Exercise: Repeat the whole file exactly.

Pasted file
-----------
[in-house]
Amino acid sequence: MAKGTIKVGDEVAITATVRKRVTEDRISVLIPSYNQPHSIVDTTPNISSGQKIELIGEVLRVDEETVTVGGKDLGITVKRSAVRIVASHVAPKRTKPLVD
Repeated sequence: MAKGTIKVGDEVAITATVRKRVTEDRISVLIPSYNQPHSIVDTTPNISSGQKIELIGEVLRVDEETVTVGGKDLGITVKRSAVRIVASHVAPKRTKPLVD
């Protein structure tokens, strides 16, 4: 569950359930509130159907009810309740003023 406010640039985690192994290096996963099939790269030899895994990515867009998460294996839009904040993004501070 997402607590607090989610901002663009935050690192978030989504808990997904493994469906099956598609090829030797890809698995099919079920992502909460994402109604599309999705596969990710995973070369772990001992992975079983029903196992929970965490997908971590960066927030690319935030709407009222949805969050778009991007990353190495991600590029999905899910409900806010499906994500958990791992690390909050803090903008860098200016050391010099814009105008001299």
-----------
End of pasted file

[in-house]
Amino acid sequence: MAKGTIKVGDEVAITATVRKRVTEDRISVLIPSYNQPHSIVDTTPNISSGQKIELIGEVLRVDEETVTVGGKDLGITVKRSAVRIVASHVAPKRTKPLVD
Repeated sequence: MAKGTIKVGDEVAITATVRKRVTEDRISVLIPSYNQPHSIVDTTPNISSGQKIELIGEVLRVDEETVTVGGKDLGITVKRSAVRIVASHVAPKRTKPLVD
């Protein structure tokens, strides 16, 4: 569950359930509130159907009810309740003023 406010640039985690192994290096996963099939790269030899895994990515867009998460294996839009904040993004501070 997402607590607090989610901002663009935050690192978030989504808990997904493994469906099956598609090829030797890809698995099919079920992502909460994402109604599309999705596969990710995973070369772990001992992975079983029903196992929970965490997908971590960066927030690319935030709407009222949805969050778009991007990353190495991600590029999905899910409900806010499906994500958990791992690390909050803090903008860098200016050391010099814009105008001299």